the eyes of tomorrow

the eyes of tomorrow

blender / gimp

<<\\http://www3.telus.net/bpauw/img/b01c_eyes_tomorrow_thumb.jpg////>>

(click thumbnail to view full image)

c & c welcome

cheers,

b01c

i love it.

very nice,
love the colours

What is it?

Nice color contrast, still dont know what it is though.

SirMikey

nehpets: thanks :).

Dwarfose: thank you.

SirMikey: the question that I ask myself is not what is it, but what could it be?


I’m considering doing another piece in this style, perhaps two more–the eyes of yesterday, and the eyes of today.

Cheers,

b01c

Always love your style and interpretations of life.

Beautiful.

BgDM

Is that 3D??? How did you do it?

Nice job.

Great! :smiley: Weird, but great.

BgDM: Thank you. That is a very meaningful thing to say.

.:[email protected]:.: As with almost all of my work, there is a lot of post-processing involved. I’ll post the original render later, and you can see the progression from the raw render to the finished piece.

Roffey: Thanks :).

Cheers,

b01c

Finally had time for a bit of explanation re: [email protected]’s question.

I rendered the original render at 3072 x 2304, and did all (or almost all) of the post-processing at this resolution. Once I was almost completely finished with the image I rescaled it to 1024 x 768.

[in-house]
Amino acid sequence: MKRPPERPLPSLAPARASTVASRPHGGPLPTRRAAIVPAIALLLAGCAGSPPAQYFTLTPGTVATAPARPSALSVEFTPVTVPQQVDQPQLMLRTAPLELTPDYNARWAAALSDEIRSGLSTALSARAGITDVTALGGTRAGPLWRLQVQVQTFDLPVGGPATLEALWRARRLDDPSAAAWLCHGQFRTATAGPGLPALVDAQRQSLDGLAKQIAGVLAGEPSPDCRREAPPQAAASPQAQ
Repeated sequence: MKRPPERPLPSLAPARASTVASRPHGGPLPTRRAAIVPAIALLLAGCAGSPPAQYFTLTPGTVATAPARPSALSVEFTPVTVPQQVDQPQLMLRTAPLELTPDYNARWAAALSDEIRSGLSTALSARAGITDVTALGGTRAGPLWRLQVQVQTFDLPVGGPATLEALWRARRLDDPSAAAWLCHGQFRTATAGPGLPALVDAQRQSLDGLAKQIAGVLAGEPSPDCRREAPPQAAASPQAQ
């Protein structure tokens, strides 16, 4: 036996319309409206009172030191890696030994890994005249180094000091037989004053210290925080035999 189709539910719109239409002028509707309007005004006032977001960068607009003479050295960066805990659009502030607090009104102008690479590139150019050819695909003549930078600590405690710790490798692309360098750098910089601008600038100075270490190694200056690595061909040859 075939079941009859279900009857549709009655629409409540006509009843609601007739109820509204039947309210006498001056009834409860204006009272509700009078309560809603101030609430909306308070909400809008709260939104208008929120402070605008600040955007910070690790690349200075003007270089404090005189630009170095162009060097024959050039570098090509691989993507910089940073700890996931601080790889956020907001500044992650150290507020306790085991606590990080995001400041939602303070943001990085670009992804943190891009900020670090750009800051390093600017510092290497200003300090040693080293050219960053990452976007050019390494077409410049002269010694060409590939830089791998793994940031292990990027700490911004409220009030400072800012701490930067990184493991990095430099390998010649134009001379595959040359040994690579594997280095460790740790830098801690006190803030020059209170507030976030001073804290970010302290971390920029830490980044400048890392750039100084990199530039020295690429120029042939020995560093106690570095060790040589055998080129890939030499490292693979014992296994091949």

The detailed shapes were done with multiple procedural textures set to “win” coordinates, and mapped to “nor” and probably a few other things like “col” and maybe “spec” (I don’t remember offhand). Using these textures, lighting can create interesting 2D/3D type effects, because the light affects the geometry that the texture of mapped to, but the texture itself is mapped to the window coordinates. In other words, as the lighting affects the model, so does it affect the texture, but the actual orientation of the shapes generated by the texture are two-dimensional, because the shape of the texture is mapped to the window coordinates, not “orco” coordinates.

Getting from the raw render to the finished piece is a matter of a lot of post processing in GIMP. I don’t recall the specific process I used for this piece, but I think I ended up with about six or seven different layers. For what it’s worth, I use a lot of “overlayed” and “screened” and “hard lit” layers in my post processing. These layers are usually processed in different ways, which include blurring and adding noise, and using gimppressionist, among other things.

Hope that helps. Feel free to throw questions my way. Maybe I can resize my post-file to 200x300 or somethign like that and post it here, if anyone is interested (I just don’t know how to post the post-processing file without it being huge, but it still being useful).

Cheers,

b01c

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